Tip: When you want to install a new Linux app, always search in your package manager first. If you can’t find what you’re looking for there, turn to other useful resources.
What Is a Repository?
Of course, your package manager can’t just produce packages out of thin air. It needs to fetch information about available packages from a location called the repository. It’s a collection of packages for a particular Linux distribution. The repository can be a network location, a local storage unit (a DVD, a USB drive, or a hard drive), or even a single file. Every distribution has its official repositories with thousands of packages.
If an app is unavailable in the official repositories (or you just want the newest version straight from the developers), you can add new repositories to your system. Make sure to choose the repository that matches your distribution’s version. New repositories can be added via a dialog in your package manager, or by editing files with admin privileges.
Dpkg-based distributions store their repository information in the
/etc/apt/sources.list file or in separate .list files in the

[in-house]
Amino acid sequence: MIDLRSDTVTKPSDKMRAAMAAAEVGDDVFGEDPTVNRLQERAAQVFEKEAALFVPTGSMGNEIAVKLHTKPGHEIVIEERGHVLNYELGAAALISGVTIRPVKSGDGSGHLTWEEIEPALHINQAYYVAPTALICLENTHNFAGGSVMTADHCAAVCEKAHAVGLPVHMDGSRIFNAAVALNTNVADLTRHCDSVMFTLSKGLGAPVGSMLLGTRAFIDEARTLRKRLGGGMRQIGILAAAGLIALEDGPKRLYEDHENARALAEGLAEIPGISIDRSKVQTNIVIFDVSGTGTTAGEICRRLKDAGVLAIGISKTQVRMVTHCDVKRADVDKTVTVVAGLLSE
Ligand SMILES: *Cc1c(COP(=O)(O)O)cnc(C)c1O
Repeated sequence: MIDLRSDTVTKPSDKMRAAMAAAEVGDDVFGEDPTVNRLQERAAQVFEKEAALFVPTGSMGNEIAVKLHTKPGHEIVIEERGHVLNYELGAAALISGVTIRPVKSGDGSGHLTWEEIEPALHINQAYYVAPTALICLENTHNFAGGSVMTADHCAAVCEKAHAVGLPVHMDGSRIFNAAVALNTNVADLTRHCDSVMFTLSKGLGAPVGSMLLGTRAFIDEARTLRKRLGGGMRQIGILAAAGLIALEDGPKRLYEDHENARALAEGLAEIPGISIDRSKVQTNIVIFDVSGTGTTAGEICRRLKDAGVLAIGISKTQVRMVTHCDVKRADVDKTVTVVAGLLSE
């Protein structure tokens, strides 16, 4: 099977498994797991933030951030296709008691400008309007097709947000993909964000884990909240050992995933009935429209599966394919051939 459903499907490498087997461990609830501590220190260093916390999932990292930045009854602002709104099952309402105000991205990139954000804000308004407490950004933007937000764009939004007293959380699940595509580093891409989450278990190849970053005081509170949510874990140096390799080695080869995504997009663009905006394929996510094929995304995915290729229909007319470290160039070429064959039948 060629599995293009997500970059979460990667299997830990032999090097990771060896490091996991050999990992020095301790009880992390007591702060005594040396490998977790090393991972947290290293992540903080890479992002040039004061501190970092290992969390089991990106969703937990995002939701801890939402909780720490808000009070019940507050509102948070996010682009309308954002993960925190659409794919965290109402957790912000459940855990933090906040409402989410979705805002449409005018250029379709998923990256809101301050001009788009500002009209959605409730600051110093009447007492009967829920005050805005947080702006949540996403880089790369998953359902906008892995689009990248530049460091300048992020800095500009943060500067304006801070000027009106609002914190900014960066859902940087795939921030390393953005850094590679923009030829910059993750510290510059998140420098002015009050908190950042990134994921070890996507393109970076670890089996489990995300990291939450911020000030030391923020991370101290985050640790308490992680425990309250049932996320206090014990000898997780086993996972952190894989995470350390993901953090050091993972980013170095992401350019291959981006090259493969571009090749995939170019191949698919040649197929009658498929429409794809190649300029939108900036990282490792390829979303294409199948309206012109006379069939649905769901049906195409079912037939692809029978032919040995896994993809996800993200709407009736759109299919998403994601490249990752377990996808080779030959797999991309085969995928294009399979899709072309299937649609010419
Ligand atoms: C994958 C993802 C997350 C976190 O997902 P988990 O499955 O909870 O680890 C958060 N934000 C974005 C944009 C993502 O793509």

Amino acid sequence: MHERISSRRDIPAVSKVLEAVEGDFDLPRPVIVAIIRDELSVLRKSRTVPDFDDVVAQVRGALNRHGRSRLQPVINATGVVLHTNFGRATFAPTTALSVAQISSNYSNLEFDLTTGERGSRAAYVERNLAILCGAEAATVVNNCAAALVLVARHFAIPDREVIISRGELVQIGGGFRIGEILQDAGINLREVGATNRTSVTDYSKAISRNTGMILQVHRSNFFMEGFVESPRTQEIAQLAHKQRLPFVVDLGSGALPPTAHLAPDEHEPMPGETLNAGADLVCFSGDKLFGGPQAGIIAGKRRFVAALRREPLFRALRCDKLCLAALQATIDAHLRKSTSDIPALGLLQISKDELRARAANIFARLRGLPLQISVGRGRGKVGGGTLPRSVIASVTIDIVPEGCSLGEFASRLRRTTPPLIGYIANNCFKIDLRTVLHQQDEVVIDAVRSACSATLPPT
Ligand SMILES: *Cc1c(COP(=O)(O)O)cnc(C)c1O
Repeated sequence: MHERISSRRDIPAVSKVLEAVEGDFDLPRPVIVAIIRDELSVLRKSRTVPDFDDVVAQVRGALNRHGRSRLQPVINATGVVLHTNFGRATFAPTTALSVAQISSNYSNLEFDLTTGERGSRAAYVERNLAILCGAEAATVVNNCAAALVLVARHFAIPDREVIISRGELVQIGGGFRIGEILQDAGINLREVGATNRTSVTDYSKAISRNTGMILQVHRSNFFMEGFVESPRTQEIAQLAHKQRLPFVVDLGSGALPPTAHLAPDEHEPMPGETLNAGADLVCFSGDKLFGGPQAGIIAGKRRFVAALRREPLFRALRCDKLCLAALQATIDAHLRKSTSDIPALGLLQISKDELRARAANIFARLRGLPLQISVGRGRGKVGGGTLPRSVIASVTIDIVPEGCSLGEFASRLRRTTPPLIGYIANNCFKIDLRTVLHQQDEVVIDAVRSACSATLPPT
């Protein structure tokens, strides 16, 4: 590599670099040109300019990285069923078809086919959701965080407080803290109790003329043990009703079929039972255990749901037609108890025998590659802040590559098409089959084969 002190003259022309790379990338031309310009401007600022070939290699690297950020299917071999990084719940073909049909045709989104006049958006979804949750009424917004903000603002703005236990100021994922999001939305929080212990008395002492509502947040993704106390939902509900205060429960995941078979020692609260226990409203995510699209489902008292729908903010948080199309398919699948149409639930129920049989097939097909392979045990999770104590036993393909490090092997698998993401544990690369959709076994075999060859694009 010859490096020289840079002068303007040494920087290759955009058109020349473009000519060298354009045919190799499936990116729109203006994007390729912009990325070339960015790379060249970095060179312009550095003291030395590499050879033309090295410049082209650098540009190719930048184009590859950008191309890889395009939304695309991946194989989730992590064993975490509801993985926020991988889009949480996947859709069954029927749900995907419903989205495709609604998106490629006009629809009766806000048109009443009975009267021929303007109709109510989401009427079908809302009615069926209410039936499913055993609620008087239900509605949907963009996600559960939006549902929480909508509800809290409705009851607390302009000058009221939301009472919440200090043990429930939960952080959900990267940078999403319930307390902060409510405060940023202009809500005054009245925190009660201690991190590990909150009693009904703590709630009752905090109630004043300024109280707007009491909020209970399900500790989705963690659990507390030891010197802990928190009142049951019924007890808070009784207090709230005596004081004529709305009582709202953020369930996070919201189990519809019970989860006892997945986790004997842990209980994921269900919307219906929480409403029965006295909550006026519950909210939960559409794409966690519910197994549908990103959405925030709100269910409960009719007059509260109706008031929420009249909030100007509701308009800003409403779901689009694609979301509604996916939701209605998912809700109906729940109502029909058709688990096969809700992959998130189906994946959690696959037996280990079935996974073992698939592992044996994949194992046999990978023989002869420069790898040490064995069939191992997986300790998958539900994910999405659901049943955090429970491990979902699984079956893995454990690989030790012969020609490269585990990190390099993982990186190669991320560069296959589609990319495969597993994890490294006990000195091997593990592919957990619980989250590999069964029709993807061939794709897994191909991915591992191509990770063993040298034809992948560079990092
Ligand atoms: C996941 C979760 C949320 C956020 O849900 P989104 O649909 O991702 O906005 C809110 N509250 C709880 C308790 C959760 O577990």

For RPM distros, you can add new repositories under the
[repository] section in the
/etc/yum.conf file (or
/etc/dnf/dnf.conf, if you use DNF instead of Yum), or create .repo files in the
For users of Ubuntu and derivatives, there are also PPA (Personal Package Archive) repositories that host packages on Launchpad. Since anyone can create a PPA, you should be careful when adding PPAs that are not officially supported by a project. Similar services for Fedora are called Copr and Koji.
Tip: If you don’t want to upgrade your Linux distribution, but still want to receive software updates, look for repositories labeled as “backports”. They contain new versions of apps for old versions of a distribution.
How to Install Linux Apps
1. From the Terminal
A long time ago, this was the only way to install Linux apps. Package managers didn’t have handy checkboxes and menus; they were command-line utilities. They still exist today – in fact, you use them every time you install something with a graphical package manager, since it’s just a front-end for the command-line tool. You can use them directly if you want to speed things up, or if you simply prefer using the terminal.
Dpkg is the name of the package management system, but also of the basic tool for handling .deb packages. It’s sometimes referred to as a “low-level” tool, and all other package utilities build upon its functionality. You can use it to install a single .deb package:
sudo dpkg -i packagename.deb
where -i stands for “install”. Dpkg cannot automatically resolve dependencies, but it can (re)configure packages and extract their content.